For quite some time, the interaction of §121 (exclusion of gain on the sale of a principle residence) and §1031 (non-recognition of gain or loss in like-kind exchanges) has confused many taxpayers. Fortunately, the Internal Revenue Service has provided clear guidance on this matter with Revenue Procedure 2005-14.

In order for Revenue Procedure 2005-14, which was issued February 14, 2005, to be effective, taxpayers  must “exchange property that satisfies the requirements for both the exclusion of gain from the exchange of a principal residence under § 121 and the nonrecognition of gain on the exchange of like-kind properties under § 1031.” Moreover, the Revenue Procedure applies only to taxpayers who satisfy the ‘held for productive use in a trade or business or for investment’ requirement of § 1031(a)(1) with respect to both the relinquished business property and the replacement business property.

Since neither §121 nor §1031 addresses the application of both sections to the exchange of a single piece of property, this Revenue Procedure was necessary to provide guidance to taxpayers who exchange property that satisfies the requirements for both the exclusion of gain from the exchange of a principal residence under § 121 and the nonrecognition of gain on the exchange of like-kind properties under § 1031.

Provisions of Section 121:

  • A taxpayer may exclude gain realized on the sale or exchange of property, if the property was owned and used as the taxpayer’s principal residence for at least two (2) of the preceding five (5) years.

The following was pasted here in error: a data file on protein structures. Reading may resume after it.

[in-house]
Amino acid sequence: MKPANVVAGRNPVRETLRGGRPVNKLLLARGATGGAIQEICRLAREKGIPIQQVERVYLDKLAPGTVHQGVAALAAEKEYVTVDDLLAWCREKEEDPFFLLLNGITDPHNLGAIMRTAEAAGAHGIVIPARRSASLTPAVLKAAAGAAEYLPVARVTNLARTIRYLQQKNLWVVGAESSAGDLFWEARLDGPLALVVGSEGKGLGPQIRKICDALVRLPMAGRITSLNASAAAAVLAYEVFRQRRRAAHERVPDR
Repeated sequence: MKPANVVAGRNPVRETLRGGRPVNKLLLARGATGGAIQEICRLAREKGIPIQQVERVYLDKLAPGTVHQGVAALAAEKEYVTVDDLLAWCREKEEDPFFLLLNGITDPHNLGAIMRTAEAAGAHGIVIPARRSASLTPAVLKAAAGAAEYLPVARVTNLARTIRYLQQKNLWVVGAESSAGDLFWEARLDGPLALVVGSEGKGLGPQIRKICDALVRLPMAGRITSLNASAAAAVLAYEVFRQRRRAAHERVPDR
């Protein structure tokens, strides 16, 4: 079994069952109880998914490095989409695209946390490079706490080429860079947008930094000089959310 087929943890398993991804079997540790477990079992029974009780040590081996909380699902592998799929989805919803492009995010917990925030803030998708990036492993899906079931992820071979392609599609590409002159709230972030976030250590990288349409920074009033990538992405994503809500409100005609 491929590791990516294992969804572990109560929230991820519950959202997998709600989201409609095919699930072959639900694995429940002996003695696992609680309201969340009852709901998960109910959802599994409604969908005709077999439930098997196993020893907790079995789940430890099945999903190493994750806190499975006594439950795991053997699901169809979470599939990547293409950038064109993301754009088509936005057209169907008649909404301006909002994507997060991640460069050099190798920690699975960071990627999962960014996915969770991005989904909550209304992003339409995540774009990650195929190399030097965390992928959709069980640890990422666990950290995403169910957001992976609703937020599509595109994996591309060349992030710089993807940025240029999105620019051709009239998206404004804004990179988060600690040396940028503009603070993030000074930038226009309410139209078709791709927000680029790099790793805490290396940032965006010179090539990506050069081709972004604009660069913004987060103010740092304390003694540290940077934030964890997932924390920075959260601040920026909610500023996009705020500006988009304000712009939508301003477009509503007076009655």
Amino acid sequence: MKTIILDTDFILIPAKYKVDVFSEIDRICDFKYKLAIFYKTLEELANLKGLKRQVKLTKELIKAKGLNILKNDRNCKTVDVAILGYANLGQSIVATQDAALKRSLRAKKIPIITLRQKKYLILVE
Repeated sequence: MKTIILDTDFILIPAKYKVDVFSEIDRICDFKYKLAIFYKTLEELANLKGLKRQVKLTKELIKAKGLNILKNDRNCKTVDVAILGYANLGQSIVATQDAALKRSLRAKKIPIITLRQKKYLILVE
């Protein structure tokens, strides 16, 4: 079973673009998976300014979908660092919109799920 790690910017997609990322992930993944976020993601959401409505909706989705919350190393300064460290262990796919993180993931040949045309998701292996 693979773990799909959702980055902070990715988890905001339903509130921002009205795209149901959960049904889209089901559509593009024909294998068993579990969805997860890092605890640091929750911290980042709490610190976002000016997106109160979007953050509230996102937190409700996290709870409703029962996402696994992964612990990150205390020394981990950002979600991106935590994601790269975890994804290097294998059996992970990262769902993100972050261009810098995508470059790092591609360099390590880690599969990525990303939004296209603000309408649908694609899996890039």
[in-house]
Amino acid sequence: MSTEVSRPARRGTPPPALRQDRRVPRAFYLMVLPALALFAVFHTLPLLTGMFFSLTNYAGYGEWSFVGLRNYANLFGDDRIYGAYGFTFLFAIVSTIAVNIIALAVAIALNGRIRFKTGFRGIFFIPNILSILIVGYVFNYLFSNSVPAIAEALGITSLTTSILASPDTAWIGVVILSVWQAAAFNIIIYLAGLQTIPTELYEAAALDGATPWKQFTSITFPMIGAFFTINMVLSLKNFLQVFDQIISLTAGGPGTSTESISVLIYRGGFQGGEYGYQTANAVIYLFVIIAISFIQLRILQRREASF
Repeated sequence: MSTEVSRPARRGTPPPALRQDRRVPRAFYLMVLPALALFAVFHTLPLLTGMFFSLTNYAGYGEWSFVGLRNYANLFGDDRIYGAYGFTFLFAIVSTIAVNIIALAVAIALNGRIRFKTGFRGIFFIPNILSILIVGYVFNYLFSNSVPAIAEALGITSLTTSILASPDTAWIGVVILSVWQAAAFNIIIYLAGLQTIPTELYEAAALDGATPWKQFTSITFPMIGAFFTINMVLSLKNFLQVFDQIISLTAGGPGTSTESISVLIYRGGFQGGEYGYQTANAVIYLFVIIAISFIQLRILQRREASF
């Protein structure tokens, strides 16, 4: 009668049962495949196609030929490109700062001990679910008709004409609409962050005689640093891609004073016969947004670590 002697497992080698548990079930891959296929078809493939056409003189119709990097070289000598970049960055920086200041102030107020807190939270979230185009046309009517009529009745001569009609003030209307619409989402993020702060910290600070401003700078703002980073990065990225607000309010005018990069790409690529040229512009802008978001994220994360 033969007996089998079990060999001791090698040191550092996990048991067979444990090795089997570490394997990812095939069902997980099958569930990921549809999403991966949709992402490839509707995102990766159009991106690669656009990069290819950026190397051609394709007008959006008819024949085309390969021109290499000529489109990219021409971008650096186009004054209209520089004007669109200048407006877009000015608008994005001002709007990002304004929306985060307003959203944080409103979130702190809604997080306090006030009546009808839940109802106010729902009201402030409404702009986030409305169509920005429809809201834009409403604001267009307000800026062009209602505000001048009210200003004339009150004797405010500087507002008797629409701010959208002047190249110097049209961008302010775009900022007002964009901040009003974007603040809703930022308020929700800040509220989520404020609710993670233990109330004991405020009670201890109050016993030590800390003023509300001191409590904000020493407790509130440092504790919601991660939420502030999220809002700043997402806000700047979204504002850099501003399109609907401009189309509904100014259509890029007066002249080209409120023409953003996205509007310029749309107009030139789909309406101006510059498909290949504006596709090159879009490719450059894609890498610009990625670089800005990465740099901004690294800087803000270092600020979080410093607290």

• Generally, the amount of the exclusion is limited to $250,000 ($500,000 for certain joint returns).
  • As amended by the American Jobs Creation Act of 2004, Pub. L. 108-357, provides that, for sales or exchanges commenced after October 22, 2004, taxpayers who acquired property in an exchange to which § 1031 applied, must hold the property for five years from the acquisition date before they may apply the § 121 exclusion.

Provisions of Section 1031:

  • No gain or loss is recognized on the exchange of property held for productive use in a trade or business or for investment (relinquished property) if the property is exchanged solely for property of like kind (replacement property) that is to be held either for productive use in a trade or business or for investment.
  • Under § 1031(b), gain must be recognized, however, to the extent that the taxpayer also receives cash or property that is not like-kind property (boot) in an exchange that otherwise qualifies under § 1031(a).

In order to garner the benefits of both §121 and §1031, taxpayers must adhere to these new rules:

(1) Application of § 121 before § 1031. Section 121 must be applied to gain realized before applying § 1031

(2) Application of § 1031 to gain attributable to depreciation. Under § 121(d)(6), the § 121 exclusion does not apply to gain attributable to depreciation deductions for periods after May 6, 1997, claimed with respect to the business or investment portion of a residence. However, § 1031 may apply to such gain; and

(3) Treatment of boot. In applying § 1031, cash or other non-like kind property (boot) received in exchange for property used in the taxpayer’s trade or business or held for investment (the relinquished business property), is taken into account only to the extent the boot exceeds the gain excluded under § 121 with respect to the relinquished business property.